Charles was the son of Thomas Dickinson, 29 Rowland Street, Heaton Norris, Stockport. Nothing is known of his early life except that he had been born in the Stockport area and attended Heaton Mersey Sunday School.
He enlisted into the army in Stockport and was originally posted to the Welsh Regiment (service number 40619). This service does not appear in his on-line medal entitlement records at the National Archives. This confirms that he didn't serve abroad with the Welsh and was probably transferred to the King's Regiment when he finished training.
He probably went overseas in 1916. Before he did, he is believed to have married Alice Brown at St Paul's Church, Portwood. Alice's address after the War was 10 Hardman Street, Stockport but it is not known if she and Charles ever lived there together.
31 July 1917 would see Charles and his mates in assembly positions ready for an attack. The coming day would become famous as the first day of the Third Battle of Ypres (or Passchendaele as it is more commonly known). No 1 and 3 Companies would lead the Battalion attack, supported by 2 and 4 Companies. At 3.50am, zero hour, the men advanced. They moved from Sanctuary Wood towards a German position known as Sterling Castle. The attack moved across the main road running east from the town of Ieper (then Ypres) towards Menin. It is near to the village of Gheluvelt and the lie of the land can be seen reasonably well to this day.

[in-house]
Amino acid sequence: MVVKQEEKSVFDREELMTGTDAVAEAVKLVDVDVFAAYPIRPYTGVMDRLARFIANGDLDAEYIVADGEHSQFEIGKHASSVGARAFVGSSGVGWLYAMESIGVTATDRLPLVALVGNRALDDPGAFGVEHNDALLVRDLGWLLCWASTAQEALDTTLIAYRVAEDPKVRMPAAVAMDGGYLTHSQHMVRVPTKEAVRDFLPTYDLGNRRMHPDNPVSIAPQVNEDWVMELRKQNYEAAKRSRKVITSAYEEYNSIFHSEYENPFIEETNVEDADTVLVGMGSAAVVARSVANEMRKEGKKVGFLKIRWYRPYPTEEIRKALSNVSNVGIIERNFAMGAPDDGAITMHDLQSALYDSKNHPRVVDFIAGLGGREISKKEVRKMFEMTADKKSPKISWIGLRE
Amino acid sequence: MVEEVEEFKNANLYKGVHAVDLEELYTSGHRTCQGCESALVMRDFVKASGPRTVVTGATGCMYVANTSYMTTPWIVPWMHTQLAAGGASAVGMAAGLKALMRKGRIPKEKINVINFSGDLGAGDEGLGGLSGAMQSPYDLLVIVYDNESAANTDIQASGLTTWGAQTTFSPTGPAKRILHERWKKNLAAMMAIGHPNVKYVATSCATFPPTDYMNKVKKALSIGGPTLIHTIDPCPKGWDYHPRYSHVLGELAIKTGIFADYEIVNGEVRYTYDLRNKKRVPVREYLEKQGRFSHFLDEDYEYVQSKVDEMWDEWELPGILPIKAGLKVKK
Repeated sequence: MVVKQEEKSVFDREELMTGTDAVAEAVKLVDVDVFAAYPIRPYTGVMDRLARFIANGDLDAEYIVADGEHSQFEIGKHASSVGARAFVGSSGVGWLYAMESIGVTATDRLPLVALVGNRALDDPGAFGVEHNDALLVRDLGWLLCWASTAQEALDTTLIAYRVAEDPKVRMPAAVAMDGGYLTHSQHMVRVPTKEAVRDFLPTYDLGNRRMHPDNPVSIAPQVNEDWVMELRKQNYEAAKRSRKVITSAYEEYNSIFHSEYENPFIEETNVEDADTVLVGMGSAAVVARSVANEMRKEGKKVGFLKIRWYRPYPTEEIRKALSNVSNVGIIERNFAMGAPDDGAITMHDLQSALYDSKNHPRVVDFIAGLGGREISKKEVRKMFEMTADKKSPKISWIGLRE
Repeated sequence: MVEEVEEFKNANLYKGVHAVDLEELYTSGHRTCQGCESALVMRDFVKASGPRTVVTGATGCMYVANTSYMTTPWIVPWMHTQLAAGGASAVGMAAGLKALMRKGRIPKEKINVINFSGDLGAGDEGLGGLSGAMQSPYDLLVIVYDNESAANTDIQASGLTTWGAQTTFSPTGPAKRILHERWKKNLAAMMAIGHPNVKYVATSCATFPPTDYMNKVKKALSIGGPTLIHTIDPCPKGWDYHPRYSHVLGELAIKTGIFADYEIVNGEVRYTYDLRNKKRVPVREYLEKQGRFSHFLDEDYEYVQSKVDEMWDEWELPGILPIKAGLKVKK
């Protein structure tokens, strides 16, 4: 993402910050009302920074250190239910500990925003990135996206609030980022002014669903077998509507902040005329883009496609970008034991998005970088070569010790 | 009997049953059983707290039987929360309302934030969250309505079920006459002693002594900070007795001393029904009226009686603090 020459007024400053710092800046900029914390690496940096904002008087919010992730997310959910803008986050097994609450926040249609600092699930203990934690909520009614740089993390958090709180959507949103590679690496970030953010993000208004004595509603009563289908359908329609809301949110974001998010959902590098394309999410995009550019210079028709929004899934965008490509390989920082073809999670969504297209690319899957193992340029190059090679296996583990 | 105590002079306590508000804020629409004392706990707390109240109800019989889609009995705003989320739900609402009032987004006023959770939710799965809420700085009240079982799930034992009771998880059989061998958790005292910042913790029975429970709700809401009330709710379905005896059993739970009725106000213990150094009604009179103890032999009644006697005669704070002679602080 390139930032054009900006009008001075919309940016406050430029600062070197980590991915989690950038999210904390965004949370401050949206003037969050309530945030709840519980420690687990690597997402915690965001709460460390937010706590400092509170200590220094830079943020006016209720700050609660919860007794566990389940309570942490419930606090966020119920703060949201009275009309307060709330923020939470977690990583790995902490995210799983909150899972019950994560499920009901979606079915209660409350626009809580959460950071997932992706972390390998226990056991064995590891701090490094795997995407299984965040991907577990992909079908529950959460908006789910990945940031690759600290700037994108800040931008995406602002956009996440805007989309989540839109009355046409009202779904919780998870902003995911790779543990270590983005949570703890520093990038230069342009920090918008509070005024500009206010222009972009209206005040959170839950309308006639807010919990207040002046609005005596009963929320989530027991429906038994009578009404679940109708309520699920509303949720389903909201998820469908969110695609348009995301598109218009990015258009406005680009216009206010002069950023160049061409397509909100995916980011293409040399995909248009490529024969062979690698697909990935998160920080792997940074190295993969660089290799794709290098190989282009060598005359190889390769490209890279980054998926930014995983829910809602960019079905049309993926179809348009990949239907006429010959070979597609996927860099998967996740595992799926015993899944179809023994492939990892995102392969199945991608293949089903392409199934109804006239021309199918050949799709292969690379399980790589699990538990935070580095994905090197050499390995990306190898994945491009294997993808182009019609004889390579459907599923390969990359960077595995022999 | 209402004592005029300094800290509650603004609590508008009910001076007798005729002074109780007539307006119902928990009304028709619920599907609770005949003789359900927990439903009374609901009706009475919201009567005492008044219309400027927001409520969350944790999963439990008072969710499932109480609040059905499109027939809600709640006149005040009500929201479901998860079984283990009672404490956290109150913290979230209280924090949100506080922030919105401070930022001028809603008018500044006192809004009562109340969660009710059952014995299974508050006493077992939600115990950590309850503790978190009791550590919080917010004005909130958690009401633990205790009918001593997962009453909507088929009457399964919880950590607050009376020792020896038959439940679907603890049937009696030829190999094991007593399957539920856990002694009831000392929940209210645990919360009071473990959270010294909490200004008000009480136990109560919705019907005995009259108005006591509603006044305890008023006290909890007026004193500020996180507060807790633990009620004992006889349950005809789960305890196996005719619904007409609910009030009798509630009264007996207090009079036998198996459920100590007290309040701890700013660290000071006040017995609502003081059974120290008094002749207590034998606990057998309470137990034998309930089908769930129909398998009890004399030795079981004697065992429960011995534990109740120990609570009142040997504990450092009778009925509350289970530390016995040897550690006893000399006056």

As they advanced, there was considerable confusion and the various battalions started to become mixed together. The result was that the two leading companies maintained their direction towards their objectives, but the support companies swerved off to the west of Sterling Castle towards the objectives of other units at Clapham Junction and Surbiton Villas.
The leading Companies were soon engaged in fighting with the enemy and some men from No. 1 Company were involved in a grenade attack against a German strongpoint. Other men came up across deep bands of barbed wire - attempts were made to cut through and eventually two gaps were made, but every man trying to pass through was killed or wounded.
Meanwhile, the attack of the other two companies appears to have stalled as its officers became casualties.
At 5.40am, the Battalion Commander went forward to establish the situation, but it was impossible to gain any firm intelligence about the situation, other than the first objectives had been secured but it seemed that Sterling Castle had been too heavily defended to capture. By mid afternoon, the men were digging-in and consolidating the gains. However, this front line group numbered only approximately 50 men. Other would later be accounted for (when contact was made with the two support companies) but there had been a heavy toll of casualties. Over 200 were dead or missing. Charles was one of those posted as missing. His body was never found and identified and it was not until July 1918 that the War Office made an official declaration that he must have been killed. Charles is still missing and his name is inscribed on the Memorial to the Missing at Ieper.